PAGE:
People who look young for their age enjoy a longer life than those who look older than their years, a new study has shown.
The study, conducted by a team from the Institute of Public Health at the University of Southern Denmark, observed 387 twin pairs, aged between 70 and 99, to reach the conclusion.
Three groups of people assessed the photographs of the twins at the old age.
The groups included geriatric nurses, older women and young male student teachers.
All the pictures were mixed up, with each twin assessed on a different day to their sibling, reports the Independent.
After a period of seven years, experts noted that the bigger the difference in perceived age within a pair, the more likely it was that the older-looking twin died first.
The study also showed perceived age was linked with an important molecular biomarker of ageing called telomeres.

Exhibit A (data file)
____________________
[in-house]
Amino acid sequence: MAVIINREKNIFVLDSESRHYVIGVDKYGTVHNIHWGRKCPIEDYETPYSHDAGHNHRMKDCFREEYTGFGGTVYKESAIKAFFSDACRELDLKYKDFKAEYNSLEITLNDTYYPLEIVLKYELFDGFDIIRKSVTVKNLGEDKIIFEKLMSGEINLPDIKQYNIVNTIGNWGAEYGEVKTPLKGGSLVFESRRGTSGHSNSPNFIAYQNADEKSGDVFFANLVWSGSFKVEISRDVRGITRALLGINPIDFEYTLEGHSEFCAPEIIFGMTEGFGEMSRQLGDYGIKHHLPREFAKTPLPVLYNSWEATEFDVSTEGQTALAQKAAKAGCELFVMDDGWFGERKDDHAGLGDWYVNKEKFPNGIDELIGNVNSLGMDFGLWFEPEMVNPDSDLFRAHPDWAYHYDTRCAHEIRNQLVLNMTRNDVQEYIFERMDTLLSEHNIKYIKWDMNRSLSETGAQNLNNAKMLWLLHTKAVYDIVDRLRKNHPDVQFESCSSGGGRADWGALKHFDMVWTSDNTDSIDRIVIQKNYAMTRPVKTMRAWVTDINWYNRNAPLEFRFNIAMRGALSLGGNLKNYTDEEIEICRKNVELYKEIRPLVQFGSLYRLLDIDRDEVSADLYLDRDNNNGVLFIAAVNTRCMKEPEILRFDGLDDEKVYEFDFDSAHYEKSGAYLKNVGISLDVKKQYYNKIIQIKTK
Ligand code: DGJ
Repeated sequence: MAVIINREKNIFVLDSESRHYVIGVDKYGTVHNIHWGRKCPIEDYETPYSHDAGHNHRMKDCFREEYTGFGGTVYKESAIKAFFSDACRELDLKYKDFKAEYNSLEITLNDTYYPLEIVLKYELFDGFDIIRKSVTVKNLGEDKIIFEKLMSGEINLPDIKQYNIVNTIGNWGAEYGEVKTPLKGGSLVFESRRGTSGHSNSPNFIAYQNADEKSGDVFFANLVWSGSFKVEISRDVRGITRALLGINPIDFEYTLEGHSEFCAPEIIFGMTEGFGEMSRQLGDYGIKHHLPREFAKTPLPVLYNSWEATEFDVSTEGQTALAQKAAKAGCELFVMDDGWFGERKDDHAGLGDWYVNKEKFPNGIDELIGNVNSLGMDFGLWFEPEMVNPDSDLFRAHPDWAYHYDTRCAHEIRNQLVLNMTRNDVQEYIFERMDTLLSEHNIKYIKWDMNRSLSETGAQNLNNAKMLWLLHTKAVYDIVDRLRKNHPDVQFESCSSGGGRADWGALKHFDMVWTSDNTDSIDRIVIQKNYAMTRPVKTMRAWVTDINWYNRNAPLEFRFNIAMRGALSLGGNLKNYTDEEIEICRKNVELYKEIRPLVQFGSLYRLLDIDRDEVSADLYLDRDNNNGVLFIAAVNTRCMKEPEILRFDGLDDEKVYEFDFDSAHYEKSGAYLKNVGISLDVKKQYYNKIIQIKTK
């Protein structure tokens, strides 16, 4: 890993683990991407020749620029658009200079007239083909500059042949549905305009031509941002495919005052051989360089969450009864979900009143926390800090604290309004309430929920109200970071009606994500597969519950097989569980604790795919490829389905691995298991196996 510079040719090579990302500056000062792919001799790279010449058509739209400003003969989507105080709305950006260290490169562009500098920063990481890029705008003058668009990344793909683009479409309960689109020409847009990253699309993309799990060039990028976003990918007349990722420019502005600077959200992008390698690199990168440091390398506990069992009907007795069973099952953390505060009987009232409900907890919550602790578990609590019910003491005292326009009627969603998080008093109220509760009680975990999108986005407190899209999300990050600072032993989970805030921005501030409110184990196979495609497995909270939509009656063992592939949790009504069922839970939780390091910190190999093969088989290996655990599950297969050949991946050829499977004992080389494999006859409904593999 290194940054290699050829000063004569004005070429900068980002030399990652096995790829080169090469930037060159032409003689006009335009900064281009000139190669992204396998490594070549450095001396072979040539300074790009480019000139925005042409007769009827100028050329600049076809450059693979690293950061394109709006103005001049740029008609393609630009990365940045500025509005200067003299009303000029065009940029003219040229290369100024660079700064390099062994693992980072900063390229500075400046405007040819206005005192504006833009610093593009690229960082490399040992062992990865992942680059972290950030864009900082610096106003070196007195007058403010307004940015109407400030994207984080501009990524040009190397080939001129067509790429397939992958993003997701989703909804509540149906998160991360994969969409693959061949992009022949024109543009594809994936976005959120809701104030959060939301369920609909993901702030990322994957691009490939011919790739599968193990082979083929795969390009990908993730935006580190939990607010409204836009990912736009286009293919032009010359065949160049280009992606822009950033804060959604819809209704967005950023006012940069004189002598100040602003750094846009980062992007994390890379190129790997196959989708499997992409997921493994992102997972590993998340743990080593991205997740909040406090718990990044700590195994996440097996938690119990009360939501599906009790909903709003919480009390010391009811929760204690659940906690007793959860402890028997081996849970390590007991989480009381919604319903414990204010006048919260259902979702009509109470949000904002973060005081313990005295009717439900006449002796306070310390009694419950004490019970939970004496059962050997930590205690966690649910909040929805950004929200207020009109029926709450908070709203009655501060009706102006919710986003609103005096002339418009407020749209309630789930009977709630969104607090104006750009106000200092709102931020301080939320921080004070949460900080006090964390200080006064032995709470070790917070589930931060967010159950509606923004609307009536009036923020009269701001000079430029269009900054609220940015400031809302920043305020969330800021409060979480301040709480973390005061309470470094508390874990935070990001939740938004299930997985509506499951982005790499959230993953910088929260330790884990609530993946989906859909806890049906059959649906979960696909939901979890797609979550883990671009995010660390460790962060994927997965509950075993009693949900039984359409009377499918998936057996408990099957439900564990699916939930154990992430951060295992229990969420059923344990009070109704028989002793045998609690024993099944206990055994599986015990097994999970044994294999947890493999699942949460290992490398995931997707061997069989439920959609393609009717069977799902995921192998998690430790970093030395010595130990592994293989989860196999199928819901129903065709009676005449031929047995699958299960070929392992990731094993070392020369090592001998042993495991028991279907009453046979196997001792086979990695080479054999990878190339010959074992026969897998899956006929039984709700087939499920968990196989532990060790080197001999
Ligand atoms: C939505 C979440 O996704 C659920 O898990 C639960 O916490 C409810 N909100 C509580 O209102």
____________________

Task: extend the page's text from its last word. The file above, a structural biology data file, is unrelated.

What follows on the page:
A telomere of shorter length is believed to signify faster ageing and has been linked to a number of diseases, such as cancer.
People who looked young in the study had longer telomeres.
The study concluded: "Perceived age, which is widely used by clinicians as a general indication of a patient's health, is a robust biomarker of ageing that predicts survival among those aged over 70, and correlates with important functional and molecular ageing phenotypes."
The study has published online in the British Medical Journal.